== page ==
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FCW : September 15, 2016
How the next administration can effectively accelerate and integrate innovation throughout the federal government is the subject of a new joint report from the IBM Center for the Business of Government and the Partnership for Public Ser- vice. Authors Beth Simone Noveck and Stefaan Verhulst propose a series of actionable recommenda- tions to create and sustain models for technology-driven innovation that improve customer services and program outcomes. Those recommendations emerged from a roundtable discussion held in January with current and former government leaders, and experts from academia and the private and nonprofit sectors. From that discussion, the authors developed a number of recommendations for the next administration: 1. Scale data-driven governance and collaborative experiments. Given the proliferation of open-data and data-driven governance initia- tives in the past few years, the chal- lenge facing the next administration lies in effectively analyzing that data to find meaningful operational insights and improvements. The next generation of innovation will come from the development of plat- forms, policies and personnel who scale the capacity of the govern- ment to use available data mean- ingfully and efficiently to improve processes and services. A commitment to scaling innova- tion includes not just analyzing data but enabling greater use of available human intelligence. Improving effec- tive citizen engagement — from aligning thoughtful user experiences with agency missions to addressing regulatory barriers and inflexibilities that limit engagement opportuni- ties — is the key to enabling diverse participation. Enterprise platforms have the potential to improve ser- vice delivery and expand opportuni- ties while automating basic capabili- ties such as enrollment or eligibility calculations. 2. Promote a governmentwide culture of innovation, experi- mentation and customer ser- vice. The next administration can embrace experimentation while embedding and institutionalizing innovation and technology skills across the federal government. Those capabilities can be used to apply agencies’ own data to help them realize operational improve- ment and then measure those improvements. Federal institutions can become more transparent and use standard infrastructure and language to facilitate engagement and interaction, while creating more flexible hiring and training process- es to accelerate the development of necessary skills in the government. 3. Become more evidence-based in using technology to solve problems. Although the govern- ment has an array of advanced research programs, those capa- bilities could be directed more frequently to address government performance challenges. The next administration can establish and support a structured approach to applying those innovative research programs to the functioning of gov- ernment. Additionally, federal over- sight organizations can transform their focus to enable innovation. 4. Incorporate innovation into the transition. The transition period, which lasts through Jan. 20, 2017, presents a powerful oppor- tunity to drive innovation into substantive policy agendas and the delivery of services. At both the gov- ernmentwide and agency-specific levels, technology-enabled capa- bilities can be initiated during the transition to support the goals and priorities established by the new administration. Incorporating technology and innovation early in transition plan- ning will position the next adminis- tration to define meaningful, achiev- able and scalable policy priorities and prepare for an effective first 100 days and beyond. n Seeding innovation for the next administration Building on previous administrations’ significant progress toward modernizing government and empowering workers should be at the top of the next president’s agenda Incorporating technology and innovation early in transition planning will position the next administration for an effective first 100 days and beyond. Commentary | DAN CHENOK AND HAYNES COONEY DAN CHENOK is executive director of the IBM Center for the Business of Government. HAYNES COONEY is a managing consultant at IBM Global Business Services. 12 September 15, 2016 FCW.COM 0915fcw_012.indd 12 8/23/16 12:33 PM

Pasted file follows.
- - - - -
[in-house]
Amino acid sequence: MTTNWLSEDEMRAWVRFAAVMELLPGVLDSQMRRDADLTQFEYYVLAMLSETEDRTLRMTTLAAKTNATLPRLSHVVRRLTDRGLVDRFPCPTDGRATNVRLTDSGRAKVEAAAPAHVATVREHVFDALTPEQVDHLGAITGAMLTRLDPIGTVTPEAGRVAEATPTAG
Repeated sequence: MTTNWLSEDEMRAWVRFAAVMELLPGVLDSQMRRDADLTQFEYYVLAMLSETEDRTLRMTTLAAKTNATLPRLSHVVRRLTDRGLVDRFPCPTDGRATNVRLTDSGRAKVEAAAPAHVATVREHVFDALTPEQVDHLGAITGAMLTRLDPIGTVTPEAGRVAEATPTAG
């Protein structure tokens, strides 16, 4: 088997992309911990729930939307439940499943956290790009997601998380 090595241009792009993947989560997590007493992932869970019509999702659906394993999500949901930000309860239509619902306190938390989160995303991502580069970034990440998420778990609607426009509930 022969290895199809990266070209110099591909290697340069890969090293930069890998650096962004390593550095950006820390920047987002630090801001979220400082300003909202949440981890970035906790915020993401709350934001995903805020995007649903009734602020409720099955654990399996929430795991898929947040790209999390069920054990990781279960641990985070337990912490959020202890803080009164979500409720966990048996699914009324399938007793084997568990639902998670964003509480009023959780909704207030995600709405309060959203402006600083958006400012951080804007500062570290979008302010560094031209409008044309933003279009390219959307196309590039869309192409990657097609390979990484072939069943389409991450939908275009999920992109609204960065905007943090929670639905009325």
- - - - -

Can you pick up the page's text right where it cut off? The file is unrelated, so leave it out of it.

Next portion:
August 30, 2016
September 30, 2016